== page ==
Former Bardstown Chief Financial Officer Sentenced to 35 Months in Federal Prison for Embezzling City Funds
Louisville, KY – Two local men, Khalid A. Raheem, II, age 26, and Frank Trammell, Jr., age 30, were sentenced this week on drug and firearms charges following a seven-day jury trial in October 2022.
U.S. Attorney Michael A. Bennett of the Western District of Kentucky, Special Agent in Charge Jodi Cohen of the FBI Louisville Field Office, Acting Special Agent in Charge Robert Maynard of the ATF Louisville Field Division, and Chief Jacquelyn Gwinn-Villaroel of the Louisville Metro Police Department made the announcement.
On February 28, 2023, Raheem was sentenced in U.S. District Court to 11 years in prison, followed by a three-year term of supervised release, for conspiracy to distribute heroin and 40 grams or more of fentanyl, for distribution of fentanyl, and for possession of a firearm by a convicted felon. During the sentencing hearing, the court heard testimony concerning witness intimidation and applied an enhancement to Raheem’s sentence for obstruction of justice.
On March 1, 2023, Trammell was sentenced to 32 years and 3 months years in prison, followed by an 8-year term of supervised release, for conspiracy to possess with the intent to distribute heroin and 40 grams or more of fentanyl, for distribution of fentanyl, for possession with the intent to distribute 40 grams or more of fentanyl, for possession of a firearm in furtherance of drug trafficking, and for possession of a firearm by a convicted felon.
According to court documents and evidence presented at trial, between December 7, 2017, and July 15, 2020, Trammell and Raheem conspired to distribute fentanyl and heroin in the Louisville area. Additionally, on ten occasions, Trammell, often assisted by Raheem or others, sold fentanyl to undercover informants at various locations in eastern and southern Jefferson County as well as in the downtown area. These fentanyl sales took place in parking lots of restaurants, gas stations, and grocery stores, and always involved two vehicles parking window to window while fentanyl and cash were tossed from vehicle to vehicle.
Pursuant to court authorized wiretaps, over 3,000 drug related phone calls and text messages were intercepted in a thirty-day period. During these intercepted calls, dozens of drug transactions on a nearly daily basis were arranged. Drug addicted customers, when unable to come up with cash, would sometimes trade packages of socks and underwear, firearms, or assorted prescription medications in exchange for what they believed to be heroin. However, DEA laboratory testing established that Trammell was almost always selling fentanyl to those seeking heroin. During one intercepted call, a drug user called Trammell and said that she believed he had sold her fentanyl and that he should warn his other customers to “be careful.”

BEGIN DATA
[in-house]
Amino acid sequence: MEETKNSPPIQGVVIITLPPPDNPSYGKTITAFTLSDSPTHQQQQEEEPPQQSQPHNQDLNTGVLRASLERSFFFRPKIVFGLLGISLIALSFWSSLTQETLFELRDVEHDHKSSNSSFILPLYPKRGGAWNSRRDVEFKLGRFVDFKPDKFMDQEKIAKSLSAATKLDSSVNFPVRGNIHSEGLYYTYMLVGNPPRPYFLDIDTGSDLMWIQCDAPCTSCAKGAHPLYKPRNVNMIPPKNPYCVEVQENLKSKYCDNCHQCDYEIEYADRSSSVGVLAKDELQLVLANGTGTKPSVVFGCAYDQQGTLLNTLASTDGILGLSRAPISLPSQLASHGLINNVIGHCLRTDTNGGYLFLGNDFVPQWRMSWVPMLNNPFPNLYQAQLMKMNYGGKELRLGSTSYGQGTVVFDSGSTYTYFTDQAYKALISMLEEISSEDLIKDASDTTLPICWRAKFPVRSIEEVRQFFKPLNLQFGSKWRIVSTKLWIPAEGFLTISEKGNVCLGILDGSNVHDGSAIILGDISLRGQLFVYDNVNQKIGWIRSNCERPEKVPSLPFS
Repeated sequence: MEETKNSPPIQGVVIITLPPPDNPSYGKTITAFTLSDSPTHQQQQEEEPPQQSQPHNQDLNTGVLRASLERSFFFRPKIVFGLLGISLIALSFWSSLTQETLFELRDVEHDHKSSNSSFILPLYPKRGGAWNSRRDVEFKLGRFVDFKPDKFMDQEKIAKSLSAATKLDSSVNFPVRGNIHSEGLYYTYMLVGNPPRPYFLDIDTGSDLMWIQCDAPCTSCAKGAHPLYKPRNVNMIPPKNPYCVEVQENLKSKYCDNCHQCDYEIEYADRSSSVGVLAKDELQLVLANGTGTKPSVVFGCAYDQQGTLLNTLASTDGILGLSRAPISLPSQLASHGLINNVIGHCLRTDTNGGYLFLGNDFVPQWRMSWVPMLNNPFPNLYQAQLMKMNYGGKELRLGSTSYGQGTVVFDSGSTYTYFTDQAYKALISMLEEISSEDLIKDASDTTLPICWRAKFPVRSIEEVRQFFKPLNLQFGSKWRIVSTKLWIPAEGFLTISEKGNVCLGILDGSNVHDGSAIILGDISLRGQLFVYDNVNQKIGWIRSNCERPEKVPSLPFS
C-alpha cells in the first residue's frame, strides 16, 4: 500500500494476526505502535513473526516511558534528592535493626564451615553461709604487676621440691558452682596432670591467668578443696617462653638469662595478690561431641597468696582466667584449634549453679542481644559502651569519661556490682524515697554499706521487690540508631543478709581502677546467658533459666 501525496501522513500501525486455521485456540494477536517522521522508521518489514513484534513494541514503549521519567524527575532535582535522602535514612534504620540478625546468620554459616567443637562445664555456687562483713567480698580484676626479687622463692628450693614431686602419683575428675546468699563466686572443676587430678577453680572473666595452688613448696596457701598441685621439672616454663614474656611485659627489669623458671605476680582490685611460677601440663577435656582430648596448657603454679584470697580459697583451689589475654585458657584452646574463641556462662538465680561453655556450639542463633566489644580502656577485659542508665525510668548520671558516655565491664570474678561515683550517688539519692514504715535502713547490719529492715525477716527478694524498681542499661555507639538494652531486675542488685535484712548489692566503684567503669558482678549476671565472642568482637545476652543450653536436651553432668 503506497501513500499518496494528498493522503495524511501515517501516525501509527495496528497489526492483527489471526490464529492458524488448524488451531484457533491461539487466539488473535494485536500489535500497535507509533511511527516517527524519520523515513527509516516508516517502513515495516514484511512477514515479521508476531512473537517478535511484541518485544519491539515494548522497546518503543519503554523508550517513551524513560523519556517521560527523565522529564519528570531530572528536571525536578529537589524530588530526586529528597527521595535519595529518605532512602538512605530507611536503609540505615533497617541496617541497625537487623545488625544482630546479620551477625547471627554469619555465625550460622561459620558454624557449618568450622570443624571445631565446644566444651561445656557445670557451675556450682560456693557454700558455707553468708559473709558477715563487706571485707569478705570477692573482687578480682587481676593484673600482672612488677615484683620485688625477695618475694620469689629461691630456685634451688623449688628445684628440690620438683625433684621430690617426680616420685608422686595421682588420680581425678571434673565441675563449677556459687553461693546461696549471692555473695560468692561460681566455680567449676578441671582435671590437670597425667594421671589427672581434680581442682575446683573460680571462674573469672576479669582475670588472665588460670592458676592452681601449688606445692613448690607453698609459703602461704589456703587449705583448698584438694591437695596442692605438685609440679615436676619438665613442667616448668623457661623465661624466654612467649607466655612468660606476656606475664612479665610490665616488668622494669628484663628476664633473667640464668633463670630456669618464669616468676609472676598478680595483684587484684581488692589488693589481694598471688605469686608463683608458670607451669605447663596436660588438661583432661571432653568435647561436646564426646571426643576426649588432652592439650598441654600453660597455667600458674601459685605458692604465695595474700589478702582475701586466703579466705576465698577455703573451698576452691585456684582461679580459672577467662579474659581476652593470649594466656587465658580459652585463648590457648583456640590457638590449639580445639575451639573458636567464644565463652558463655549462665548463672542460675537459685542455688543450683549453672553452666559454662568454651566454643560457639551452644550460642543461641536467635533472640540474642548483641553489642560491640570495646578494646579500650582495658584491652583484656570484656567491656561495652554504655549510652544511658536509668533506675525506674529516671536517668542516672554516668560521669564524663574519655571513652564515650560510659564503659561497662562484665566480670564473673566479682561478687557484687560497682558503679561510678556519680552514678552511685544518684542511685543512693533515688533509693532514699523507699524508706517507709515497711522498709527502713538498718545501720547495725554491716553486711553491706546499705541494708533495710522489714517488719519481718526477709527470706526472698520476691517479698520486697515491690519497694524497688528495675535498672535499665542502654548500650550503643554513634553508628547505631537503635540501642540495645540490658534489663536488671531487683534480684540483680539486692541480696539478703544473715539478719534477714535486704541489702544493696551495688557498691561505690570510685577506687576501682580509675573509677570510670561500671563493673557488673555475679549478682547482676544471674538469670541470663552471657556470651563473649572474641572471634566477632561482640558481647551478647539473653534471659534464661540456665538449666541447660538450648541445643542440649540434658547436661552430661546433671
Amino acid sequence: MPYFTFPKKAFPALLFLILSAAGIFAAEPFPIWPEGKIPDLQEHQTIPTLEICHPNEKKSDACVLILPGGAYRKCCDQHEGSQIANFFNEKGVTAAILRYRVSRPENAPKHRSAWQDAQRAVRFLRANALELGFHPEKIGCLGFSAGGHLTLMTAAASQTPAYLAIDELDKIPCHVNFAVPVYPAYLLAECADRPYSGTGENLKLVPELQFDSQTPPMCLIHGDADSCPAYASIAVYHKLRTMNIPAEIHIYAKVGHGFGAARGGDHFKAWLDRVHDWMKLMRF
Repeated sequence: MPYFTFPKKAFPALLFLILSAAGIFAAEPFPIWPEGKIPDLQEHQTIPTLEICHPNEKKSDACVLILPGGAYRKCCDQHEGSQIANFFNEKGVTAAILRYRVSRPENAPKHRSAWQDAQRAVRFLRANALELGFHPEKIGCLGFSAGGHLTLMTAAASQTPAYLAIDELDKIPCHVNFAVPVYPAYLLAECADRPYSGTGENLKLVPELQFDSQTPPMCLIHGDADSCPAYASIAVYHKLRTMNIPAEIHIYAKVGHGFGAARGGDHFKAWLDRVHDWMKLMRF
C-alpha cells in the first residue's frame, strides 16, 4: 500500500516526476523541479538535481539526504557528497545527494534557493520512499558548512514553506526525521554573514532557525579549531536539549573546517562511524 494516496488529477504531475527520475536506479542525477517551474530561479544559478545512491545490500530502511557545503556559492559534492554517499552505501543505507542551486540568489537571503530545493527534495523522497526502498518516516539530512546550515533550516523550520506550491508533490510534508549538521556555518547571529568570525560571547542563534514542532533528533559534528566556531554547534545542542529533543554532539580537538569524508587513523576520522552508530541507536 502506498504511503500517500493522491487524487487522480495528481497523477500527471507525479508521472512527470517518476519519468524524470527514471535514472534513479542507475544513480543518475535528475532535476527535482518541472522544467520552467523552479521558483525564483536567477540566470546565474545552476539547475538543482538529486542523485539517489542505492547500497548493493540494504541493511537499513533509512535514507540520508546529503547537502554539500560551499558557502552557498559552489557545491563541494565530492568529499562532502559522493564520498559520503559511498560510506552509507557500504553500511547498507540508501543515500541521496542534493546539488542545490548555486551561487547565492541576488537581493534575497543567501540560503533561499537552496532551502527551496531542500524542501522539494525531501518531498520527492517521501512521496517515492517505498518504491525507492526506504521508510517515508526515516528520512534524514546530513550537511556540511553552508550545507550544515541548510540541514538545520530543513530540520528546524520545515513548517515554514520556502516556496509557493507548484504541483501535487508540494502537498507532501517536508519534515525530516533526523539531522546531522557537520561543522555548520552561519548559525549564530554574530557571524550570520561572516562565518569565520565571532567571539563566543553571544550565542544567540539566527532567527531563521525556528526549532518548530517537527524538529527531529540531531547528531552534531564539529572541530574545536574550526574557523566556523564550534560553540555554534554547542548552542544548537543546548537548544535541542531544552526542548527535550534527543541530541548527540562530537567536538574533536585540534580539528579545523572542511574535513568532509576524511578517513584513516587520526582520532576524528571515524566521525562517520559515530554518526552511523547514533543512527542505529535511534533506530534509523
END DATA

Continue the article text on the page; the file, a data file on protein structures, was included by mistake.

Evidence presented at trial also included the results of several search warrants of premises and vehicles simultaneously executed on July 15, 2020. From locations related to Trammell and Raheem, law enforcement seized over 240 grams of fentanyl, $284,000 in cash, assorted ammunition, and eleven firearms, including at least one assault rifle and one stolen handgun.
“The sentences imposed by the Court send a robust message to those who brazenly place the lives of Louisville area residents at risk by peddling poison,” stated U.S. Attorney Bennett. “Individuals engaged in the drug trade should consider the consequences of their actions. Simply put, a federal prison cell is not the place to spend a significant portion of your adult life.”
“Raheem and Trammell, Jr. showed zero regard for human life by deceiving and profiting off of those grappling with addiction. Faced with decades in federal prison, they will no longer contribute to the opioid epidemic terrorizing many of our neighborhoods,” stated FBI Special Agent in Charge Cohen. “The FBI and our law enforcement partners will continue our collaborative efforts to identify and dismantle violent gangs found to be dealing in the deadly drug trade.”
“Drug dealers with guns are criminals who pose an increased threat to the safety of our communities,” said ATF Acting Special Agent in Charge Maynard. “This investigation is another great example of the collaborative work by law enforcement to hold drug traffickers accountable for the crimes they engage in and the destruction they bring to our families and communities.”
This case was investigated by the FBI, the ATF, and the Louisville Metro Police Department, with assistance from the DEA, the IRS Criminal Investigation, the U.S. Department of Homeland Security, Homeland Security Investigations, the U.S. Marshals Service, the Jefferson County Sheriff’s Office, the St. Matthews Police Department, the Jeffersontown Police Department, the Shepherdsville Police Department, the Kentucky State Police, and the Indiana State Police.
Assistant U.S. Attorneys Erin McKenzie and Frank E. Dahl, III prosecuted the case.
This effort is part of an Organized Crime Drug Enforcement Task Forces (OCDETF) operation. OCDETF identifies, disrupts, and dismantles the highest-level criminal organizations that threaten the United States using a prosecutor-led, intelligence-driven, multi-agency approach. Additional information about the OCDETF Program can be found at www.justice.gov/OCDETF.